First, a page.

Not too long ago I attended a talk by Stephan Pastis the creator of one of my favorite comic strips: Pearls Before Swine. Of course he described the process of getting a strip selected for syndication (a process ultimately aided by Scott Adams), how many times he had to submit and so on. This reminded me of my own experience in that arena.
Being a “child” of the 60’s…uh, not the bead wearing “peace, man!” slacker types, my sister filled that roll, I had two things I wanted to be when I grew up. The first was an astronaut. Astronauts were in during the 60s. They were cool. The second was a cartoonist. I grew up on a daily dose of Charlie Shultz’s Peanuts and leaned in part to draw from copying some of his strips. Later on Bloom County would teach me how to draw posture and body language. (As one of my art instructors taught: every figure you draw should have a natural “S” curve, be they a dancer or sleep-deprived iOS developer). Sydney Harris’s single panel science ‘toons taught me both composition and the simplicity of the line.
Jump-cut by 20 years.
The astronaut thing didn’t work out, but I did end up out at NASA for several years working in graphics for their flight simulators.
One day in ’85 I thought the world needed a comic strip about a woman astronaut. Sally Ride had flown only two years earlier, becoming just the second woman in space. My strip, titled Ms. Astronaut, would follow the life of a 32 year old astrophysicist, Kelly Smith, from San Jose. She, and her friend Gretchen would find out what it was daily life would be, while in one of the most prestigious and public-facing professions in the world (after iOS app development that is). I approached this as a good project to learn how to draw pen and ink figures, something that is much harder then most people realize. My intent was not to get it selected for syndication, as I knew that was about as likely as be becoming an astronaut, though I would submit them just to go through the process.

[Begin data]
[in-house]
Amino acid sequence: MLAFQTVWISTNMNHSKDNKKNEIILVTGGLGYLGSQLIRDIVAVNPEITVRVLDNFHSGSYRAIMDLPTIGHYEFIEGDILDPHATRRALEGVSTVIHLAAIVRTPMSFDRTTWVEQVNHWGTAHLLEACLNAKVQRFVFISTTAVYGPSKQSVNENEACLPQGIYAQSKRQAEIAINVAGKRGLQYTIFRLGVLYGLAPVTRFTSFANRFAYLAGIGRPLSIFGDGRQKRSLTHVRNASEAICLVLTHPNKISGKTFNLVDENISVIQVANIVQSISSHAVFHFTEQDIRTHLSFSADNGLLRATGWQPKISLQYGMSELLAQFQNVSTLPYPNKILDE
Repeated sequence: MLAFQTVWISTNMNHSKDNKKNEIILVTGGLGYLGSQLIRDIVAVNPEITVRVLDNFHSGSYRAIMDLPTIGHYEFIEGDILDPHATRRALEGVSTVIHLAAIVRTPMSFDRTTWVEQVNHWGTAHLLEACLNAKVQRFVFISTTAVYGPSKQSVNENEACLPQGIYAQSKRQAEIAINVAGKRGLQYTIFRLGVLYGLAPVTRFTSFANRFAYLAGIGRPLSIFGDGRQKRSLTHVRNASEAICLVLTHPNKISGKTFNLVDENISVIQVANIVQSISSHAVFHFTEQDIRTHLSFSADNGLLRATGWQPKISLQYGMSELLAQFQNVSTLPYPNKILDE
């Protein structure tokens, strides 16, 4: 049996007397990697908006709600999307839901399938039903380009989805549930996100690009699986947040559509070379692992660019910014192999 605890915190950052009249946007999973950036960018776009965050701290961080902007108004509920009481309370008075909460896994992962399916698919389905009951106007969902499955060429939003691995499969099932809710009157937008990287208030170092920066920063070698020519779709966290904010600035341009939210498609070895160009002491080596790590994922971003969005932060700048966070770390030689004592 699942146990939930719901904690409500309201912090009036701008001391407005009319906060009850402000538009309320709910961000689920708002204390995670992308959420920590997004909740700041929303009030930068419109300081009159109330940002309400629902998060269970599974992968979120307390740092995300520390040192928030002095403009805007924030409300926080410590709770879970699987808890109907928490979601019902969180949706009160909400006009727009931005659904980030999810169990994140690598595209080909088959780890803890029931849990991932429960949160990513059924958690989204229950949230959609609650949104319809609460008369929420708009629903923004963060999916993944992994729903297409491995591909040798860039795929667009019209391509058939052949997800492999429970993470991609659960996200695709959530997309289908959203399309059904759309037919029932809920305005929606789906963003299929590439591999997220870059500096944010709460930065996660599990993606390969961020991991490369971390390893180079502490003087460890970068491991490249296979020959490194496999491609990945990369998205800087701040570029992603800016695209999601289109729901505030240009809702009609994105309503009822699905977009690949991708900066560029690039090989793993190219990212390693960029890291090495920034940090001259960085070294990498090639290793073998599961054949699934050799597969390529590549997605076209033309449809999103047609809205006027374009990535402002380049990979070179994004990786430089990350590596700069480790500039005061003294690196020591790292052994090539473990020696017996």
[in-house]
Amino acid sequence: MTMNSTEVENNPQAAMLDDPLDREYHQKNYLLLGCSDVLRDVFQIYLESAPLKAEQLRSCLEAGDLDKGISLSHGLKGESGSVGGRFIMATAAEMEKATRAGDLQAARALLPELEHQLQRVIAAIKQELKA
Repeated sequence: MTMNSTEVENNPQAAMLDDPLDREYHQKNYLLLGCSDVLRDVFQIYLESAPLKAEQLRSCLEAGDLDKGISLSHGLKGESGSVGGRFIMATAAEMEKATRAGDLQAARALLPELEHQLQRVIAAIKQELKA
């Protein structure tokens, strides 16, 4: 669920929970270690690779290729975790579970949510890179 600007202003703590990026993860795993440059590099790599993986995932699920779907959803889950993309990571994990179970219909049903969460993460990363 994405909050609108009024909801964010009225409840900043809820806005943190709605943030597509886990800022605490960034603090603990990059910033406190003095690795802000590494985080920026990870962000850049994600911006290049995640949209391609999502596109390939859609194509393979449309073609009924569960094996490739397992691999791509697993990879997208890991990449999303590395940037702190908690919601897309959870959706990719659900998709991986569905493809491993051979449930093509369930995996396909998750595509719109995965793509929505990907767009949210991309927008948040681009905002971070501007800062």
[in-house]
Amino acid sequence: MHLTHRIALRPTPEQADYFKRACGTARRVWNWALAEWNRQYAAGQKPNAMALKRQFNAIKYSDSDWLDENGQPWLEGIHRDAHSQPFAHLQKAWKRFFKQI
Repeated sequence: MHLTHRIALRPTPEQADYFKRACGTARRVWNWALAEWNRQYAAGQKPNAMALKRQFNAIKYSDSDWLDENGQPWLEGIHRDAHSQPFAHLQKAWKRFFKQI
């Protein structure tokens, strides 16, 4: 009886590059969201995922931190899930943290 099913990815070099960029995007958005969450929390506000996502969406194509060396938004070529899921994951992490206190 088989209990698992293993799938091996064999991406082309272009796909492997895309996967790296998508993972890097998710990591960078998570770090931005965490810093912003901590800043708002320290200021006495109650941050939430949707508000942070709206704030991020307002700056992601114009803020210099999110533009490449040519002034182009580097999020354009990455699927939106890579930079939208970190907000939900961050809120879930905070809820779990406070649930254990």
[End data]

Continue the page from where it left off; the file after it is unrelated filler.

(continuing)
As with Pastis, I picked up a copy of Cartoonists Market, a directory of syndicates and other publications that accept cartoons and comic strips. I learned that I needed to supply two months of strips including the larger Sunday features. That shows the ability of a cartoonist to keep up long story lines and character development.
I laboriously drew 60 comics over several months, and created the packets needed for the seven main syndicates that supplied comics to the countries newspapers. News America and Kings Features being the two most well known. By the start of 1986 everything was ready to go, and smart guy that I am, I decided I would mail the packets in the third week of January so they would pop up on the various editor’s desks during the middle of a high profile shuttle flight.
I got the strips back practically at light-speed, most without even so much as a rejection letter. Two strips referenced a shuttle called “Boobyprise” (A play on the first shuttle: Enterprise), and as I would play with little details in the background, one frame had a fish swimming outside of a window of a mission simulator.
Considering I had never hoped to ever get syndicated in the first place, I thought this at least gave me a good story to tell, along with the editors who got the strip: “Can you BELIEVE THIS LOSER sending us a strip about astronauts right after the shuttle blew up?? Man! What a loser! That loser!”)